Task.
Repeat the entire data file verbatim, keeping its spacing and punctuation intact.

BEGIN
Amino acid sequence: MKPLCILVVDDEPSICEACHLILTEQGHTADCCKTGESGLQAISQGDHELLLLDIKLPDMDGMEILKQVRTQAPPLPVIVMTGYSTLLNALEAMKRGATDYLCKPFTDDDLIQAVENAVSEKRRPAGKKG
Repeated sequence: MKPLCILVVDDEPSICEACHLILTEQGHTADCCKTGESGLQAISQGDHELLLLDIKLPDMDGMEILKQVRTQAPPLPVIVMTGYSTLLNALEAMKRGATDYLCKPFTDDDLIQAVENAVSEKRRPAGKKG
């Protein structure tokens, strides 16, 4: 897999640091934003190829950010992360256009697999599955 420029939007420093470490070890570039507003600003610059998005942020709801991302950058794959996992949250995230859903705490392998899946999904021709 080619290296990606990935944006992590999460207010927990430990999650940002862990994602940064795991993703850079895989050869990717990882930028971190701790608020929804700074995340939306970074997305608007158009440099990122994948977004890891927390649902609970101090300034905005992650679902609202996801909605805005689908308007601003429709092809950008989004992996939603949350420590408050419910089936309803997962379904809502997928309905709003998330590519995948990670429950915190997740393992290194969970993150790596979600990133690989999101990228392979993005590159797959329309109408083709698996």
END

Amino acid sequence: MKPLCILVVDDEPSICEACHLILTEQGHTADCCKTGESGLQAISQGDHELLLLDIKLPDMDGMEILKQVRTQAPPLPVIVMTGYSTLLNALEAMKRGATDYLCKPFTDDDLIQAVENAVSEKRRPAGKKG
Repeated sequence: MKPLCILVVDDEPSICEACHLILTEQGHTADCCKTGESGLQAISQGDHELLLLDIKLPDMDGMEILKQVRTQAPPLPVIVMTGYSTLLNALEAMKRGATDYLCKPFTDDDLIQAVENAVSEKRRPAGKKG
């Protein structure tokens, strides 16, 4: 897999640091934003190829950010992360256009697999599955 420029939007420093470490070890570039507003600003610059998005942020709801991302950058794959996992949250995230859903705490392998899946999904021709 080619290296990606990935944006992590999460207010927990430990999650940002862990994602940064795991993703850079895989050869990717990882930028971190701790608020929804700074995340939306970074997305608007158009440099990122994948977004890891927390649902609970101090300034905005992650679902609202996801909605805005689908308007601003429709092809950008989004992996939603949350420590408050419910089936309803997962379904809502997928309905709003998330590519995948990670429950915190997740393992290194969970993150790596979600990133690989999101990228392979993005590159797959329309109408083709698996």